Thursday, April 18, 2024
Stephanie Skier holds a pipe end that will drop if something goes wrong during a July 23, 2009, waterboarding administered by co-actor Nadeem Mazen at the YMCA Theater in Cambridge's Central Square. (Photo: Zahra Syed)

Stephanie Skier holds a pipe end that will drop if something goes wrong during a July 23, 2009, waterboarding administered by co-actor Nadeem Mazen at the YMCA Theater in Cambridge's Central Square. (Photo: Zahra Syed)

There are such powerful ideas behind “Water Board: A Play About Torture” that its technical failings seem ultimately unimportant.

That sure isn’t how I felt while watching the show, though, or at least some of it. The July 23 production at the YMCA Theater in Central Square was dragged down by abundant miscues and mistakes that distracted from its ideas and, especially in the first half, diminished its power. The audience was an earnest one, in obvious agreement with a critical look at the United States’ use of torture and as a result forgiving of glitches, but members’ powers of concentration and comprehension were tested nonetheless.

Projected text appeared for only a second, while the recording of the text went on. Or the text didn’t appear at all. Or projected images were broken by objects at the front of the stage and unreadable. A projected frame persisted in appearing and drifting on the rear curtain while audience attention should have been elsewhere. Someone on the tech crew kept messing with the pointer, which wiggled and drew aimless rectangles for all to see.

Meanwhile, play text from documents mined by Harvard-trained historian Stephanie Skier (an actor, co-producer and director as well as playwright for “Water Board”) led me and other audience members through the history of water torture — in the Philippines and in Japan during World War II in addition to more recent U.S. use — if we could stay focused and follow. The staging also was on the clunky side, overshadowing too frequently the cleverness and power of such ideas and images as the actors talking torture while lolling innocently in matching azure kiddie pools. I understand the frugal nature of the production; in an ideal world, though, the show would get an outside director who could keep the onstage business flowing and smooth, and who would have insisted on ensuring the show’s technical problems were ironed out as well.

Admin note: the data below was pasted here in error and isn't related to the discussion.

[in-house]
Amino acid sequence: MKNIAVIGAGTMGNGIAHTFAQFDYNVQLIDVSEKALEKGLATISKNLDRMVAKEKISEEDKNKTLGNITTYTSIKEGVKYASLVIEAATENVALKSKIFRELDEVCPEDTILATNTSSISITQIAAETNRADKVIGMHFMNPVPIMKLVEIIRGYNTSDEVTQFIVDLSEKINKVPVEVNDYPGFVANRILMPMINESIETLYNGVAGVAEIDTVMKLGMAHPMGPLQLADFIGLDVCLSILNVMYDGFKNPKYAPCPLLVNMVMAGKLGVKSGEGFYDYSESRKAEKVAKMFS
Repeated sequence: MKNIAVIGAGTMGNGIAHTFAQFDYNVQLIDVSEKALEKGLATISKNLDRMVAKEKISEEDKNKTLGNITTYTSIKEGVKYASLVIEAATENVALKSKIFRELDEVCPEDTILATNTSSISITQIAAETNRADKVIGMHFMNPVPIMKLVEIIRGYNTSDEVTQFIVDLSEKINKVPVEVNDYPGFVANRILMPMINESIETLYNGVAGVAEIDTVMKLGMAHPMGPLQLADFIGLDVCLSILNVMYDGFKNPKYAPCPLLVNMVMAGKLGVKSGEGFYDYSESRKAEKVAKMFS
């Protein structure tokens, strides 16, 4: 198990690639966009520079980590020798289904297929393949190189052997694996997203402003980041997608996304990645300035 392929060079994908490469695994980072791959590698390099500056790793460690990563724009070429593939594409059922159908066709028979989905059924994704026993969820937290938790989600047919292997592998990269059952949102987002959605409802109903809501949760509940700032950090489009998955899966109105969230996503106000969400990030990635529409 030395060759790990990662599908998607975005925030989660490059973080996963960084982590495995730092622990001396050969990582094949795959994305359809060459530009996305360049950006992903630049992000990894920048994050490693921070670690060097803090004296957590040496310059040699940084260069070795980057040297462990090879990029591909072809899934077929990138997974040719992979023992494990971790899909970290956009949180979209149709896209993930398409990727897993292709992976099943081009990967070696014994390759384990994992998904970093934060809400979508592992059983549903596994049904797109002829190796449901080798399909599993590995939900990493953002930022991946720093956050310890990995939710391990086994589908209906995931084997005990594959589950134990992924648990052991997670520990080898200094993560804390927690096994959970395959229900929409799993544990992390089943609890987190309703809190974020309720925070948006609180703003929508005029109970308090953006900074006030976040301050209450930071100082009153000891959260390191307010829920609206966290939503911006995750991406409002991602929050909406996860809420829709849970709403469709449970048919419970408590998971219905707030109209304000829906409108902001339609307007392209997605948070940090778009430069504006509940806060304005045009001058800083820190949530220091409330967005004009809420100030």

But the accomplishments of Skier and fellow actor and producer Nadeem Mazen shouldn’t be diminished by the criticism. These are two people who were doing too much in too short a time with too few resources. One can wish they could have focused more on their onstage presence, but that’s an idle wish for people also busy creating flash video, writing brilliant satiric duets, passing out fliers and taking on the million and one other tasks demanded by setting a show date and sticking to it.

Their ideas are what count here, and in the second act especially, the ideas pay off with devastating power. The second act, after all, is when Skier and Mazen waterboard each other.

That’s when the audience leans forward breathlessly and silently and, as the pouring of water goes on and on, shifts uncomfortably and really starts thinking.

That’s when the audience realizes with discomfort that it can compare its passive watching of waterboarding on stage with its actions or lack of same when news of U.S. torture came to light. That’s when the question of complicity arises, when audience members wonder whether they’re in fact supposed to rise up and stop what’s going on in front of them (one watcher called out to Skier from the audience, “You don’t have to go another round”), whether something could go wrong on stage, how they’d feel if an actor died or was incapacitated doing this, how they should feel knowing innocent people elsewhere have already been killed or hurt this way in their name.

There’s enough good and impressive in “Water Board” that the shortcomings are painful; in Cambridge, it plays to an audience that is willing to listen, but future productions could have more to accomplish with skeptical or ignorant crowds who won’t have the patience to listen through problems with blocking, pace or backstage technology.

Since those are exactly the crowds the show should reach, Skier and Mazen are seeking contributions toward future, improved productions. (Some of the money from the July 23 show went to Amnesty International’s efforts against terrorism.) Contributors can find contact information here.